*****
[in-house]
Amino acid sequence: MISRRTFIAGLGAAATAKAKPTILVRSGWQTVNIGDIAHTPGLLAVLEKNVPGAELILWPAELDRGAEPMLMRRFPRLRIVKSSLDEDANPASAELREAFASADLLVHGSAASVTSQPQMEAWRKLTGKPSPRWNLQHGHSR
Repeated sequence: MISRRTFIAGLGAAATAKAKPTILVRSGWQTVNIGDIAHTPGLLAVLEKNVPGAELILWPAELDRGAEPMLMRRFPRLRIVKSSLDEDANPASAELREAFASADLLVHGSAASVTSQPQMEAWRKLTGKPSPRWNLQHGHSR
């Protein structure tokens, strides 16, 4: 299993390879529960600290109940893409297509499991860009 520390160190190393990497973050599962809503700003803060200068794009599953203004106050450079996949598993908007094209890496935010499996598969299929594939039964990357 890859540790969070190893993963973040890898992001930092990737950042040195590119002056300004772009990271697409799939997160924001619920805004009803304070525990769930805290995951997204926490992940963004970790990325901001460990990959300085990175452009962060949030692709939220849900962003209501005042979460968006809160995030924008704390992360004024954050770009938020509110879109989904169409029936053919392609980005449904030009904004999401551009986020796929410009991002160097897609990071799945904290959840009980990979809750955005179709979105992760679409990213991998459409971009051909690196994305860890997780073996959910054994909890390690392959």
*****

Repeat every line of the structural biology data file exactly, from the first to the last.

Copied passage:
[in-house]
Amino acid sequence: MISRRTFIAGLGAAATAKAKPTILVRSGWQTVNIGDIAHTPGLLAVLEKNVPGAELILWPAELDRGAEPMLMRRFPRLRIVKSSLDEDANPASAELREAFASADLLVHGSAASVTSQPQMEAWRKLTGKPSPRWNLQHGHSR
Repeated sequence: MISRRTFIAGLGAAATAKAKPTILVRSGWQTVNIGDIAHTPGLLAVLEKNVPGAELILWPAELDRGAEPMLMRRFPRLRIVKSSLDEDANPASAELREAFASADLLVHGSAASVTSQPQMEAWRKLTGKPSPRWNLQHGHSR
């Protein structure tokens, strides 16, 4: 299993390879529960600290109940893409297509499991860009 520390160190190393990497973050599962809503700003803060200068794009599953203004106050450079996949598993908007094209890496935010499996598969299929594939039964990357 890859540790969070190893993963973040890898992001930092990737950042040195590119002056300004772009990271697409799939997160924001619920805004009803304070525990769930805290995951997204926490992940963004970790990325901001460990990959300085990175452009962060949030692709939220849900962003209501005042979460968006809160995030924008704390992360004024954050770009938020509110879109989904169409029936053919392609980005449904030009904004999401551009986020796929410009991002160097897609990071799945904290959840009980990979809750955005179709979105992760679409990213991998459409971009051909690196994305860890997780073996959910054994909890390690392959």